Former Hong Kong Chief Secretary for Administration John Lee, arrives at his office after Central People's Government approves his resignation, in Hong Kong, China, April 8, 2022.
Former Hong Kong Chief Secretary for Administration John Lee, arrives at his office after Central People's Government approves his resignation, in Hong Kong, China, April 8, 2022. Reuters / TYRONE SIU

Hong Kong's former No. 2 official John Lee, who will run in a leadership election in May, said on Saturday he plans a new chapter for the global financial hub that has been wracked by unprecedented upheaval with pro-democracy protests and COVID-19.

Lee, 64, resigned on Wednesday to run to replace Chief Executive Carrie Lam, whose five-year term ends on June 30. Lam oversaw one of the most tumultuous periods in Hong Kong history with pro-democracy demonstrations and coronavirus.

"This will be a new symphony and I am the conductor," Lee, who was the city's security chief during anti-government protests in 2019, told a press conference.

"Together, we will play a more splendid new piece for Hong Kong."

Fleshing out his policy platform, Lee said loyalty to the central government was a priority for any chief executive and part of his platform included accelerating plans to resolve the city's chronic housing shortage.

Hong Kong media reports said this week that Beijing officials want Lee to be the only candidate, and will not give the green light to others to stand against him.

Lee said he welcomed any other leadership contenders.

The city's four biggest property tycoons, including CK Asset's Victor Li, son of billionaire Li Ka-shing, said in separate statements this week that Lee was a suitable candidate to lead Hong Kong to stability.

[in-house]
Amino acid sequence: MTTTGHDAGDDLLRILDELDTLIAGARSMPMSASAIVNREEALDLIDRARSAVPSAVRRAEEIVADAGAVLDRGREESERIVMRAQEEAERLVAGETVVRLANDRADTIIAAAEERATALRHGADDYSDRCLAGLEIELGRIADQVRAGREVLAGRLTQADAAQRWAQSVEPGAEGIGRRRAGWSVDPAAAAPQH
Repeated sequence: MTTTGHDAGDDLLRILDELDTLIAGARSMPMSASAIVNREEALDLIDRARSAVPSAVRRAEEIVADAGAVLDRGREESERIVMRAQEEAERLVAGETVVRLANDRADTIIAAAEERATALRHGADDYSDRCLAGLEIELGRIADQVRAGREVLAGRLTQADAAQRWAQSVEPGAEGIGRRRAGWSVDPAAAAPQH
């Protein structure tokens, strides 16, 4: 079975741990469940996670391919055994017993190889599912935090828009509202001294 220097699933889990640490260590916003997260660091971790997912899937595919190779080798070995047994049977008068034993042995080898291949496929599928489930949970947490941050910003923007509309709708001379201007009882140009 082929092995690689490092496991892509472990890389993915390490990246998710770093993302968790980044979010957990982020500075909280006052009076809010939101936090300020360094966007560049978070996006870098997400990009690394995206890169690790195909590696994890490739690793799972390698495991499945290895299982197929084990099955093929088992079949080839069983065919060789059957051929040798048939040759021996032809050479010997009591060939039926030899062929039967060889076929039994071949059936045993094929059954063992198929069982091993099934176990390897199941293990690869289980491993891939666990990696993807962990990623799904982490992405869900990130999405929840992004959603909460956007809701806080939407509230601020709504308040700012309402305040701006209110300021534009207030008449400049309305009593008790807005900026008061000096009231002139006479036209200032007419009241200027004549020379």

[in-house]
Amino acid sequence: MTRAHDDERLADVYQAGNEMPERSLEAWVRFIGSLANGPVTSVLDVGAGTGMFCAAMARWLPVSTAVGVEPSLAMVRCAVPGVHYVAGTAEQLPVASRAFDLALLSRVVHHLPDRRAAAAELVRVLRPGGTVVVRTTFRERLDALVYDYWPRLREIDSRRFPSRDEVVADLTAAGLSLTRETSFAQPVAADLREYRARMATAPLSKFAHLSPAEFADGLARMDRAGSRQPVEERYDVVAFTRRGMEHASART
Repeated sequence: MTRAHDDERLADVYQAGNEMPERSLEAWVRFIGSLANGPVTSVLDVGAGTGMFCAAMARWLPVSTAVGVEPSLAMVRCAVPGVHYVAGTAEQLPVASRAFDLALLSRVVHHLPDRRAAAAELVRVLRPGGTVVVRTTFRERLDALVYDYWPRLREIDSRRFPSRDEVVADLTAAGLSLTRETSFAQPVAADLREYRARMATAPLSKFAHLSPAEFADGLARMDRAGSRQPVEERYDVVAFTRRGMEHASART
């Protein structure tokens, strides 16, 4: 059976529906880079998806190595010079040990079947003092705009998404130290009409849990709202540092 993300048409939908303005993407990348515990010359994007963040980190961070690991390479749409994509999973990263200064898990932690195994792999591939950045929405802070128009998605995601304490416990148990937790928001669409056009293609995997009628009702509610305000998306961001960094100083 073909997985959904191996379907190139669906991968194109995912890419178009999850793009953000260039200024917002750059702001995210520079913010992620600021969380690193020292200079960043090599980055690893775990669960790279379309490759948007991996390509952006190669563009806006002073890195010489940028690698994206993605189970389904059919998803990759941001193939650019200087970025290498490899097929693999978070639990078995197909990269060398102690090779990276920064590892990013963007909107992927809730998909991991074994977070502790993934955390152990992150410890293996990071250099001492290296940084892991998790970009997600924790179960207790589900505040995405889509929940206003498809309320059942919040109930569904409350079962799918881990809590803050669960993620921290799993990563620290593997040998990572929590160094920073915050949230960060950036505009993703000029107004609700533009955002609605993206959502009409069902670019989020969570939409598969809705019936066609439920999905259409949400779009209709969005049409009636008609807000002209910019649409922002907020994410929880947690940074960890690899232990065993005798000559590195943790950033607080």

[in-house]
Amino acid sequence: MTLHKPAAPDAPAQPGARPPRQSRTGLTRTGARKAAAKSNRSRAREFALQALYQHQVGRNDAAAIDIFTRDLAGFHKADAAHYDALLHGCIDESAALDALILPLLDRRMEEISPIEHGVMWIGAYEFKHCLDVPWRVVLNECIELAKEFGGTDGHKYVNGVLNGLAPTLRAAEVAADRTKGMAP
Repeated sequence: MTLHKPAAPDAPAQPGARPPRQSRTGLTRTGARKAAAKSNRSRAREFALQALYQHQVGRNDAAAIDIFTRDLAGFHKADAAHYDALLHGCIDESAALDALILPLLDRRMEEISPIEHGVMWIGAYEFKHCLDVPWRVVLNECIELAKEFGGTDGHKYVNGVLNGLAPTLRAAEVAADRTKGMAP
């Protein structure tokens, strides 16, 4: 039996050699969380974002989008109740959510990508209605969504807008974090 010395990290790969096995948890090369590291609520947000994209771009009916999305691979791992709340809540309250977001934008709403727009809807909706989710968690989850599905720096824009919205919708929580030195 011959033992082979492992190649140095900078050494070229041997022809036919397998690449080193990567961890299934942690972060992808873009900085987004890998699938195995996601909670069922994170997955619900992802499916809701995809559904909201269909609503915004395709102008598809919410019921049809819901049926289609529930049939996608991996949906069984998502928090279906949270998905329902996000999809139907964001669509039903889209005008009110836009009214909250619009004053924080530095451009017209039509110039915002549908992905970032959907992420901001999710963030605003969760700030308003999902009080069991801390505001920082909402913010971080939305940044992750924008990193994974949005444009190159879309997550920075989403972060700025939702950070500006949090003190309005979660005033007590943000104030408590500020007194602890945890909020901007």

The show of support, from some of the city's most powerful property tycoons, came before Lee officially announced his bid to run for leader, signalling the move had already been approved and received tacit approval from some Hong Kong business people.

Lee is the first person to announce a bid for the global financial centre's top post since the nomination period opened on Sunday.

Other possible contenders mentioned in media include the city's financial secretary, Paul Chan, as well as former leader Leung Chun-ying. None has announced a bid.

Lee, a former career police officer, is widely expected to prioritise security issues if he gets the top job, having previously urged new legislation to fully implement a sweeping national security law Beijing imposed on the city in 2020.

He has also warned about lingering underground "terrorist" and independence movements.

The former deputy commissioner of police was sanctioned by the United States, along with other Hong Kong and Chinese officials, for what Washington described as their role in curbing Hong Kong's freedoms under the security law.

Hong Kong and Chinese authorities deny individual rights are being eroded and say the security legislation was needed to restore stability after prolonged unrest in 2019.

Last year, as Hong Kong's security chief, Lee sent letters to media tycoon Jimmy Lai and branches of HSBC and Citibank threatening up to seven years' jail for any dealings with the billionaire's accounts in the city, according to documents seen by Reuters.

Lam appointed Lee from heading security policy to Chief Secretary in June 2021, broadening his government experience and responsibilities. He continued to take a hawkish stance on security issues in his new role.

Under fresh demands by Beijing that only "patriots" be allowed to run Hong Kong, Lee led efforts to screen the candidates to legislature elections last December.

Writing on a blog ahead of the poll, Lee said that "destructive" foreign agents were deliberately trying to obstruct the poll.

He also publicly rejected foreign media criticism of the election and Hong Kong's security crackdown, writing letters to the Wall Street Journal, the Economist and Bloomberg news.

"If anything was 'rigged', it was the deliberately distorted image of Hong Kong that has been manipulated from the dark side of one's personal internal bias," Lee wrote in a letter to the Economist dated Jan. 11 and posted on a city government website.